The man who made "re-engineering" the buzzword of the '90s has died.
Michael Hammer, co-author of the best-selling bookRe-engineering the Corporation, which pushed companies to rethink how they operate and urged managers to abandon hierarchical structures in favor of employee teams, died Sept. 4 in Boston.
Hammer, 60, was president of Hammer and Co., a business education and research firm. He taught computer science at Massachusetts Institute of Technology and was a lecturer at MIT’s Sloan School of Management.
Written with James Champy and published in 1993,Re-engineering the Corporationwas onThe New York Timesnonfiction paperback best-seller list for 41 weeks. The book sold more than 2 million copies. Its influence on the business world ledTimemagazine to include Hammer on its 1996 list of “America’s 25 Most Influential People,” and in 2002,Forbesmagazine ranked Re-engineering as the third most influential business book of the past 20 years. (The top two:In Search of Excellence: Lessons from America’s Best-Run Companiesby Thomas Peters and Robert H. Waterman, andBuilt to Last: Successful Habits of Visionary Companiesby James C. Collins and Jerry I. Parras.)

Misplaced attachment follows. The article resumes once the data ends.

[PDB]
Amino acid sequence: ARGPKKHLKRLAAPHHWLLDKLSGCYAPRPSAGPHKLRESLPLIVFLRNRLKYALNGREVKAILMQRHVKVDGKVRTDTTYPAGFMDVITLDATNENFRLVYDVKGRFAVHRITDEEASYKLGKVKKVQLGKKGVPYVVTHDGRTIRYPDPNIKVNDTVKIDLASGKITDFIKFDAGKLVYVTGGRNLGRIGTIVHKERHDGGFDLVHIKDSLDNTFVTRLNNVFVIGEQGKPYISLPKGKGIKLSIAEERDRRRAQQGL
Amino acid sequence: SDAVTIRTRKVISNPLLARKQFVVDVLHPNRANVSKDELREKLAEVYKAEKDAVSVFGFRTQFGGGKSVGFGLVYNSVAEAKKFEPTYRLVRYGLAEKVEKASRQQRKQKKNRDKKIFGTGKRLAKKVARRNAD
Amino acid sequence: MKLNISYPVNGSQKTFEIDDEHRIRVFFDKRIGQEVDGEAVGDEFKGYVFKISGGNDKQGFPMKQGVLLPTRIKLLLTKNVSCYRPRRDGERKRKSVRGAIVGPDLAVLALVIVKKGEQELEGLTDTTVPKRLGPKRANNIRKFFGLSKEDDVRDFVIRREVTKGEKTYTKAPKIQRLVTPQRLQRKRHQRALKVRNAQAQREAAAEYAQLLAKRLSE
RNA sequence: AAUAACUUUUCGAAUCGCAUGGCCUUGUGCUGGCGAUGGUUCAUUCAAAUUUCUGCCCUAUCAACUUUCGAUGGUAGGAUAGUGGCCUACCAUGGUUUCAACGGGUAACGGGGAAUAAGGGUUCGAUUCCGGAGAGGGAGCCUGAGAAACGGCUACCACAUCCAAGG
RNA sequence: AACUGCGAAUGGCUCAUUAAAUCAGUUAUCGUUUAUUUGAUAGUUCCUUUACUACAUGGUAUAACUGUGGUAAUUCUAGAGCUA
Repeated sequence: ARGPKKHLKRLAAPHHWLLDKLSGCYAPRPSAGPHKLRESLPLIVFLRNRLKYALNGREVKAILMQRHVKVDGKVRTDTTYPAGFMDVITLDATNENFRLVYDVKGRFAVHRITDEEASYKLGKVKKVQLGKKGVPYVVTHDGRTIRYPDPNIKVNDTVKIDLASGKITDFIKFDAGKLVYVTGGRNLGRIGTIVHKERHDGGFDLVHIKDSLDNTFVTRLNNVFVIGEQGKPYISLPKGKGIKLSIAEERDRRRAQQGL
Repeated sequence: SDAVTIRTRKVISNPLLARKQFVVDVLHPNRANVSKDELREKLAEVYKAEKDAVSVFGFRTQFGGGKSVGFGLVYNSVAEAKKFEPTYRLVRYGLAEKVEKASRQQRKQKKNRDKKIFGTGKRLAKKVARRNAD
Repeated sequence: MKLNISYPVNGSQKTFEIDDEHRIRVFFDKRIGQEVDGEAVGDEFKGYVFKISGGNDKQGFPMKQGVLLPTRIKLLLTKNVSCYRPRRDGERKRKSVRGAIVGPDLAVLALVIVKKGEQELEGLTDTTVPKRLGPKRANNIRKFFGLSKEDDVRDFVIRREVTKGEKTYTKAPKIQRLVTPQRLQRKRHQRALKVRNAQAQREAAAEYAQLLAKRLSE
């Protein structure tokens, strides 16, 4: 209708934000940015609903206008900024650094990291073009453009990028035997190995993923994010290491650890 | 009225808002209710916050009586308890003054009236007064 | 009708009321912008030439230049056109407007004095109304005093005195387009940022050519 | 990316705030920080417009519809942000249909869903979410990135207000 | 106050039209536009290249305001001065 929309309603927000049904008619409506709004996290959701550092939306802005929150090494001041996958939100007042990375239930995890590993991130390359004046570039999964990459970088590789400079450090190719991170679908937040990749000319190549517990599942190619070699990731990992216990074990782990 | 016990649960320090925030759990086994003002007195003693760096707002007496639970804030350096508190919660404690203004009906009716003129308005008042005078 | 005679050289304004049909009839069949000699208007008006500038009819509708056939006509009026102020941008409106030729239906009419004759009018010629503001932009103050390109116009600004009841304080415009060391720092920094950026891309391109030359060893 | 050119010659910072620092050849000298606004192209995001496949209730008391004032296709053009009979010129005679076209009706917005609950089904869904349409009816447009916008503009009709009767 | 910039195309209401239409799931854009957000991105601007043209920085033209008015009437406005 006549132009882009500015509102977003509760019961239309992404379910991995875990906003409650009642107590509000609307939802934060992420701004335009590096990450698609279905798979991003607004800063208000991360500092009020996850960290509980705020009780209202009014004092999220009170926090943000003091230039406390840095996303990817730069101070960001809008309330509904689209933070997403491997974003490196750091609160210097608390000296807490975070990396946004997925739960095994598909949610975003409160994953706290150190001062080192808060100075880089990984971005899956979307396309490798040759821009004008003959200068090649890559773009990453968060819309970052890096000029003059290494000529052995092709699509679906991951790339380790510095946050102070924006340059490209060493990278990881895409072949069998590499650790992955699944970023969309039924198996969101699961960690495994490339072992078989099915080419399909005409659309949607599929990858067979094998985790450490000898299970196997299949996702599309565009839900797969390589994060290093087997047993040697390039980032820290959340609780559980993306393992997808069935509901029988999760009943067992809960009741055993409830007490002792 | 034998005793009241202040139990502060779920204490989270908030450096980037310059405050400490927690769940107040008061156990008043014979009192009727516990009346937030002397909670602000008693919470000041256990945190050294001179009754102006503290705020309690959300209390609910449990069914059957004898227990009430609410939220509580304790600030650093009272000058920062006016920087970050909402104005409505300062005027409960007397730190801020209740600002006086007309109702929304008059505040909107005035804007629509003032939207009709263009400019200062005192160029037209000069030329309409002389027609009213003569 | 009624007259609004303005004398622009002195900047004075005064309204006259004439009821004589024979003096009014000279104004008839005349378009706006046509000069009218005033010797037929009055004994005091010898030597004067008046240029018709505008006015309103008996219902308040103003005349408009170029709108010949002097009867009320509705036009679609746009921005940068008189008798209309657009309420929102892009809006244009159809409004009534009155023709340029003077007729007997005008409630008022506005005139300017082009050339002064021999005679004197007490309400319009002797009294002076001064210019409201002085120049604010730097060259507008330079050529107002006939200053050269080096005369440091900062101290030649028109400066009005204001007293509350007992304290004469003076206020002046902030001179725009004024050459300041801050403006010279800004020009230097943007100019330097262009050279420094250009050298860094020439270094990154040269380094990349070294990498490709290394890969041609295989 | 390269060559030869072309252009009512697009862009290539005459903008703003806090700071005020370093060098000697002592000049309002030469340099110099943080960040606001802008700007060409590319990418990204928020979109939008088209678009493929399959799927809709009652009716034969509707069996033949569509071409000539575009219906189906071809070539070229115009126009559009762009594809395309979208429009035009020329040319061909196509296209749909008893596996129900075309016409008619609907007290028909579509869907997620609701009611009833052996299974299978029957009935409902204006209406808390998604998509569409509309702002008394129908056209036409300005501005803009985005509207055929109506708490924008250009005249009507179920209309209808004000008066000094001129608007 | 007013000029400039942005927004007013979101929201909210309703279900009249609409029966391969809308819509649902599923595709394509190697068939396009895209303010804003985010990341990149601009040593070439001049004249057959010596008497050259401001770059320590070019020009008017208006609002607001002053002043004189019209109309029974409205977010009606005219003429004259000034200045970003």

The premise of the book was that work must be structured in a new way. “It is no longer necessary or desirable for companies to organize their work around Adam Smith’s division of labor,” he and Champy wrote.
They argued that task-oriented jobs were becoming obsolete, as changes in customer bases, competition and the rate of change itself alter the marketplace. Instead, they urged postindustrial companies to “re-engineer” themselves, which necessitated going back to the beginning to invent a better way of accomplishing tasks. The process requires a visionary leader who uses information technologies, consults closely with suppliers to reduce inventories, and empowers employees so that decision-making “becomes part of the work.”
Hammer was known for constantly questioning why companies did things a certain way. “My modus operandi is simple, though not always easy to carry out,” he once wrote. “I take nothing at face value. I approach all business issues and practices with the same skepticism: Why?”
Not everyone thought Hammer’s advice was worthwhile. His advocacy of streamlining processes often went hand-in-hand with reductions in workers. Indeed for some people, “re-engineering” was synonymous with mass layoffs.
You can read Hammer’s obituaryhere.